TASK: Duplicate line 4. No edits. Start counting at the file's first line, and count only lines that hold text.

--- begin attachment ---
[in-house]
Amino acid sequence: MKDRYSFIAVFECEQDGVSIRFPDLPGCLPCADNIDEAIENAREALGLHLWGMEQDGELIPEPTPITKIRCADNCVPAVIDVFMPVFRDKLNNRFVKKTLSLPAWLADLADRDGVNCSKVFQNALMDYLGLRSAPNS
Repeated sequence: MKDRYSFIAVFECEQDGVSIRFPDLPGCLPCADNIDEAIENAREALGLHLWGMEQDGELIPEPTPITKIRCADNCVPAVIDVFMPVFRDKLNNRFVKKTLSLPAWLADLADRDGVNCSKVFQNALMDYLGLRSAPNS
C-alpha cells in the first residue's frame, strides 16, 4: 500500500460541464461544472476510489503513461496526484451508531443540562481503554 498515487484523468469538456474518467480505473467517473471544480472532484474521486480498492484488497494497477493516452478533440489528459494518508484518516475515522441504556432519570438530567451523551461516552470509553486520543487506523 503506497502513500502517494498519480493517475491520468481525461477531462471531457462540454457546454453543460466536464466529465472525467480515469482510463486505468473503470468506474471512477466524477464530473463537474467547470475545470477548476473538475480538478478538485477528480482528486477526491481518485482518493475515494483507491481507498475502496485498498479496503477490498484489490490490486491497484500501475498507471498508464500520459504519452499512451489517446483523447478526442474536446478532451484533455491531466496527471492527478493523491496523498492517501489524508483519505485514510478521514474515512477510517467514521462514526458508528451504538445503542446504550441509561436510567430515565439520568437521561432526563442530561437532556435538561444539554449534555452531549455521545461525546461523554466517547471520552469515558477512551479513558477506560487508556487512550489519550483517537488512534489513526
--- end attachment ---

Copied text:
C-alpha cells in the first residue's frame, strides 16, 4: 500500500460541464461544472476510489503513461496526484451508531443540562481503554 498515487484523468469538456474518467480505473467517473471544480472532484474521486480498492484488497494497477493516452478533440489528459494518508484518516475515522441504556432519570438530567451523551461516552470509553486520543487506523 503506497502513500502517494498519480493517475491520468481525461477531462471531457462540454457546454453543460466536464466529465472525467480515469482510463486505468473503470468506474471512477466524477464530473463537474467547470475545470477548476473538475480538478478538485477528480482528486477526491481518485482518493475515494483507491481507498475502496485498498479496503477490498484489490490490486491497484500501475498507471498508464500520459504519452499512451489517446483523447478526442474536446478532451484533455491531466496527471492527478493523491496523498492517501489524508483519505485514510478521514474515512477510517467514521462514526458508528451504538445503542446504550441509561436510567430515565439520568437521561432526563442530561437532556435538561444539554449534555452531549455521545461525546461523554466517547471520552469515558477512551479513558477506560487508556487512550489519550483517537488512534489513526